Choir ‘gives a little back’ with $1000 donation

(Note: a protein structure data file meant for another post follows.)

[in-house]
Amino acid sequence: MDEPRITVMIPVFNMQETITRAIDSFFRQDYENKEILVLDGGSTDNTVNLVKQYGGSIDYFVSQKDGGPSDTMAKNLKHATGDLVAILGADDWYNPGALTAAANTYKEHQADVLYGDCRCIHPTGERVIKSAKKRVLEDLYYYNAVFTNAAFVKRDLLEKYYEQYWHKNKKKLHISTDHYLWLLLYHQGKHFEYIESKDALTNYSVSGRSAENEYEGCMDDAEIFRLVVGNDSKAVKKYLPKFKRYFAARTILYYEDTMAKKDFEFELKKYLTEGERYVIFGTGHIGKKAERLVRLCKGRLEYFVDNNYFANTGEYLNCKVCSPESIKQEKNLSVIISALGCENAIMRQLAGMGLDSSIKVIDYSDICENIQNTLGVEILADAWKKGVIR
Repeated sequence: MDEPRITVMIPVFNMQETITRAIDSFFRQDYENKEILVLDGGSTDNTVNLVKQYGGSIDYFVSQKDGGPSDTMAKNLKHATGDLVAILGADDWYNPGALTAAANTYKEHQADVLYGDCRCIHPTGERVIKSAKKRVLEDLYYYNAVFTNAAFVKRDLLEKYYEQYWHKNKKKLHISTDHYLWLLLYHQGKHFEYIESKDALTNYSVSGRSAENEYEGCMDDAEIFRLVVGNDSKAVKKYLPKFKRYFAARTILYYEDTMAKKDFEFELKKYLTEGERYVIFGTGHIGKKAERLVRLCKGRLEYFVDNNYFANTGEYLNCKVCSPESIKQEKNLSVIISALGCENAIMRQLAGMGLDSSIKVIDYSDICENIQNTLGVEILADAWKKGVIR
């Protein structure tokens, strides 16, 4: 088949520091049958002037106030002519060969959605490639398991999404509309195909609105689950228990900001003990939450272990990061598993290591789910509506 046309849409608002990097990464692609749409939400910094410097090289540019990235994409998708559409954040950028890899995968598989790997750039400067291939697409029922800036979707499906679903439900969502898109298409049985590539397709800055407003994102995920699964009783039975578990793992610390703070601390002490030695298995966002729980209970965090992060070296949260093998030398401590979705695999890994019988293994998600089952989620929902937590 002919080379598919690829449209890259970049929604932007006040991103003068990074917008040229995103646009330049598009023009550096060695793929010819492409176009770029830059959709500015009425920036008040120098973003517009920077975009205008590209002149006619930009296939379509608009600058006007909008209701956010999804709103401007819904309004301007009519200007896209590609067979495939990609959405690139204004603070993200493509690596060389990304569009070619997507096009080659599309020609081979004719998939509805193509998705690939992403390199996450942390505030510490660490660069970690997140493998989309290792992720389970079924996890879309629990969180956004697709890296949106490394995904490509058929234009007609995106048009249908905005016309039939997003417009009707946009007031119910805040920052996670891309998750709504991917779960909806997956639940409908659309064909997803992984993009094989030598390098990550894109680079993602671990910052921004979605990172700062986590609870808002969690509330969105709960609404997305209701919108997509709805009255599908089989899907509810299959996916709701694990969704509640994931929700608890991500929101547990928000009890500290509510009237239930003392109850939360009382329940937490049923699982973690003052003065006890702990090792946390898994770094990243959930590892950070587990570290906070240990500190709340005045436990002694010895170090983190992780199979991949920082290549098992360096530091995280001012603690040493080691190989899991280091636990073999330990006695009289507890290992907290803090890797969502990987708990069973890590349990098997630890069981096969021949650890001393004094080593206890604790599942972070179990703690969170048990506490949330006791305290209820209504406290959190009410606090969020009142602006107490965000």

A special choir which helps people find their voices again has made a $1000 donation to a charity close to its heart. The Brainwave Singers marked Parkinson’s Awareness Week (1–7 November) by donating $1000 to the Bay of Plenty Parkinson’s Society. The choir uses singing to improve speech and communication in aphasia (stroke) sufferers and to delay neurological conditions like Parkinson’s. Most of its members have Parkinson’s. “The Parkinson’s Society has supported us over the years so this is just giving a little something back,” says choir founder, Bay of Plenty District Health Board Speech and Language Therapist Robin Matthews, who launched the choir seven years ago. “The money has been raised from concerts and donations. We have donated to other charities before but this is the biggest.” Mr Matthews says the choir is still going strong, with around 70 members, as it celebrated its seventh birthday. “The choir members are so committed to it and just love what they’re doing, they get so much out of it. It’s physiotherapy of the voice; singing as therapy.” “The choir has made an incredible difference to people’s ability to project their voice and to help prevent choking which are both issues with Parkinson’s,” says Christine Mercer, President of the Bay of Plenty Parkinson’s Society. “Another element is the tremendous community aspect of the choir, being with like-minded people, so understanding each other if you’re having an off day for example. It’s so important to so many people.”